THE FARGO FORUM: 09/24/2007
SONGS' TELLS PRAIRIE TALES ON THE STAGE
By Mila Koumpilova
Songs From The Tall Grass is the story of a scrappy settler family, told through authentic song lyrics- something audiences along the way have relished as an escapade to a no-frills past. "I think there's this craving all of us have to connect to our past and pass it along," says the show's producer, Rebecca Petersen. "The show is like a family photo album with stories and music."
EXCERPT FROM THE WASHINGTON POST
"G-rated Americana is the house specialty at Ford's Theater and Songs From The Tall Grass serves up all the wholesome nobility you can eat, and then some. Hale…pens cannily crafted songs."
EXCERPT FROM THE BALTIMORE SUN
INSPIRING TALE OF PIONEERS, PRIDE AND PAIN
Every now and then a show comes along that seems especially well suited to Ford's Theatre. Songs From The Tall Grass is such a show.
A musical about a chapter of American history, the small-scale show is a logical choice for America's most historic theater with its steady tourist clientele. Several school groups were at the matinee I attended, and this account of 19th-century life on the prairie easily held their interest.
For young people, part of the appeal no doubt stems from the fact that six of the 13 cast members are children. But the framework of the piece is also readily accessible, using a fictitious family to link adaptations of authentic songs, journal entries, diaries and letters. Indeed, it would be difficult to think of a show more deserving of the designation: "for the entire family."
EXCERPT FROM THE WASHINGTON TIMES, MARCH 24, 2001
FORD'S PRAIRIE SONGS WELL-SPUN
by Christian Toto
The nameless narrator of Songs From The Tall Grass seems a rickety device from which to hang a show about prairie life in the 1800s. The man opens the show by comparing his cushy modern lifestyle to that of the pioneers, who battled insects, Draconian bankers and illness to forge a piece of Americana for their own. It should not work, or at least should cause you to shudder at its sticky sentimentality. But it doesn't. Indeed, the world premiere of Songs From The Tall Grass at Ford's Theatre strikes nary an off-note throughout its homespun musical vignettes. And, oh, what potential exists in the book, derived from authentic era songs, letters and journals, for a cloying production.
Songs From The Tall Grass is stitched together from century-old writings by a quartet of talented scribes, but its music bears enough of a modern polish to send home its multilayered message. Sung chiefly with piano, violin and guitar accompaniment, its barrage of numbers charms while depicting an American spirit rarely found in modern drama.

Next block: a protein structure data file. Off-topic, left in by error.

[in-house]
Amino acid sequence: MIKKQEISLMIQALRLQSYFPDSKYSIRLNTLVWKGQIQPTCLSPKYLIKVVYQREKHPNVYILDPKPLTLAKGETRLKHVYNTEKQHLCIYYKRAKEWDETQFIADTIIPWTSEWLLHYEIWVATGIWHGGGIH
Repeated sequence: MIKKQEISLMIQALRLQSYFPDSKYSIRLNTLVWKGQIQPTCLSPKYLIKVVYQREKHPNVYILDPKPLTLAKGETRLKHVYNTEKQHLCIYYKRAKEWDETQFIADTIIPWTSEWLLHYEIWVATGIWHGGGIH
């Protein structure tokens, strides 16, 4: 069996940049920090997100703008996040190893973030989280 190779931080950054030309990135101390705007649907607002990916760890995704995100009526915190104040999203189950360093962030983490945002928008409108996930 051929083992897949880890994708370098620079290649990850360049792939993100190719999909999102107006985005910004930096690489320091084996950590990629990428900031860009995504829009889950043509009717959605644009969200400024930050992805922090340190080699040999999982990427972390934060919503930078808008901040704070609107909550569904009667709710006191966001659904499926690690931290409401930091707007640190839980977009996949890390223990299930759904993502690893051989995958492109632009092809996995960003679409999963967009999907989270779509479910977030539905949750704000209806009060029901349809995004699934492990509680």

The homesteaders clung to their simple pleasures, like the wonder of a glass window in their unsteady sod house. Their songs assuaged the pain of loss and let them bask in the celebrations along the way. The opening numbers, like the rousing Home on the Prairie, reveal a contented side of their formidable lives. A tiny fear blossoms that the images being conjured will be rosier than reality. But much of the music is elegiac in nature, and the narrative pulls few punches in depicting the rigors of their existence. A subdued version of Home on the Range lends the tune an emotional depth rarely hinted at in other guises.
The theater's majestic set, a simple space awash in blue, gold and maroon straw imagery, changes little throughout the performance. Above it, though, runs a montage of vintage photographs. The quiet portraits, featuring steely-eyed pioneer men and wizened women, add to the evening's Technicolor pictures of prairie days.
Part historical lecture, part Broadway-style musical, Songs From The Tall Grass takes pains to show how the persevering nature of our pioneers still exists in us all, if we could only shut off the VCR and log off the Internet long enough to remember.
EXCERPT FROM THE POTOMAC NEWS, MARCH 29, 2001
'SONGS FROM THE TALL GRASS' IS A FAMILY MUST-SEE.
By Kari Eaves
If you are trying to take your children to a cultural event they (and you) will actually enjoy, Ford's Theatre is offering the family musical, Songs From The Tall Grass. "Songs" uses traditional songs and stories from the era to paint a vivid and poignant picture of history that is richly poetic and lively enough to keep kids enchanted. It tells the story of a young pioneer family settling the newly acquired Oklahoma territory. With their neighbors, the family builds a community and a culture of song that celebrates its joys and accompanies its sorrows.
In a time when phrases like "family values" are bandied about by politicians, Songs From The Tall Grass tells a beautiful and expressive story of an America we've almost left behind.